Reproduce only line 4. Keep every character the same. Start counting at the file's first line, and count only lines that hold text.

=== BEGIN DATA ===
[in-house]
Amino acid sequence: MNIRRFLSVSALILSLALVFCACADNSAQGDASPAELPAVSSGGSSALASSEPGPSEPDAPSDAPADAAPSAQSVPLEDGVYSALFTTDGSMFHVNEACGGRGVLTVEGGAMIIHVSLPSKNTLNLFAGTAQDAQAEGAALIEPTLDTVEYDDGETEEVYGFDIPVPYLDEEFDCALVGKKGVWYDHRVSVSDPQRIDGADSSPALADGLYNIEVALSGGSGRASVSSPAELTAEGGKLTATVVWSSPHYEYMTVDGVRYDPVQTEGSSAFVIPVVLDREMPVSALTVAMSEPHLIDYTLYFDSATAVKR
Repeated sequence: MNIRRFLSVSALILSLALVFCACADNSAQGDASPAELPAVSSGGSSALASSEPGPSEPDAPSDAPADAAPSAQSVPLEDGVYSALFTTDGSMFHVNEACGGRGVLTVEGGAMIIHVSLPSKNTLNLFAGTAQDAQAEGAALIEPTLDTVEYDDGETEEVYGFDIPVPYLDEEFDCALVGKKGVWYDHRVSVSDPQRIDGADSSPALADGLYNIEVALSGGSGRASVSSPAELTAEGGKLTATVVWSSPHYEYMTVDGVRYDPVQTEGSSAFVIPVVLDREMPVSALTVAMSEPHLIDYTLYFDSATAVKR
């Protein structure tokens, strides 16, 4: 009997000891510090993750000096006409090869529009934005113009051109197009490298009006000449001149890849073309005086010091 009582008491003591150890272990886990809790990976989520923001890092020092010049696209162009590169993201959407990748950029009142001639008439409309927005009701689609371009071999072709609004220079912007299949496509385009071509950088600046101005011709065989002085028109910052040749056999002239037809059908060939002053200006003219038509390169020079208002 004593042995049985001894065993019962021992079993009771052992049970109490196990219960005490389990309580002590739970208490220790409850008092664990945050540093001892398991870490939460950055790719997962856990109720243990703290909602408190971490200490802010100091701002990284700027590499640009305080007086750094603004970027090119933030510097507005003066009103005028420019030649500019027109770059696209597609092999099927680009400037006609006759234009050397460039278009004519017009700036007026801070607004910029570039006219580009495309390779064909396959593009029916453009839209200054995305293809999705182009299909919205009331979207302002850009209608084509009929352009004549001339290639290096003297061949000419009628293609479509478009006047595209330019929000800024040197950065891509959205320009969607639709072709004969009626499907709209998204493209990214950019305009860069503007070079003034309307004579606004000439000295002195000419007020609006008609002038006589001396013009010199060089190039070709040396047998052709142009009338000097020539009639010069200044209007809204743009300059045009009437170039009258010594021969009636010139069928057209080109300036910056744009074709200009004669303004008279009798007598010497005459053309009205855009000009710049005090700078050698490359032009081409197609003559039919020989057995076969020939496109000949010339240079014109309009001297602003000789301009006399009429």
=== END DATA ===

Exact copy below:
């Protein structure tokens, strides 16, 4: 009997000891510090993750000096006409090869529009934005113009051109197009490298009006000449001149890849073309005086010091 009582008491003591150890272990886990809790990976989520923001890092020092010049696209162009590169993201959407990748950029009142001639008439409309927005009701689609371009071999072709609004220079912007299949496509385009071509950088600046101005011709065989002085028109910052040749056999002239037809059908060939002053200006003219038509390169020079208002 004593042995049985001894065993019962021992079993009771052992049970109490196990219960005490389990309580002590739970208490220790409850008092664990945050540093001892398991870490939460950055790719997962856990109720243990703290909602408190971490200490802010100091701002990284700027590499640009305080007086750094603004970027090119933030510097507005003066009103005028420019030649500019027109770059696209597609092999099927680009400037006609006759234009050397460039278009004519017009700036007026801070607004910029570039006219580009495309390779064909396959593009029916453009839209200054995305293809999705182009299909919205009331979207302002850009209608084509009929352009004549001339290639290096003297061949000419009628293609479509478009006047595209330019929000800024040197950065891509959205320009969607639709072709004969009626499907709209998204493209990214950019305009860069503007070079003034309307004579606004000439000295002195000419007020609006008609002038006589001396013009010199060089190039070709040396047998052709142009009338000097020539009639010069200044209007809204743009300059045009009437170039009258010594021969009636010139069928057209080109300036910056744009074709200009004669303004008279009798007598010497005459053309009205855009000009710049005090700078050698490359032009081409197609003559039919020989057995076969020939496109000949010339240079014109309009001297602003000789301009006399009429």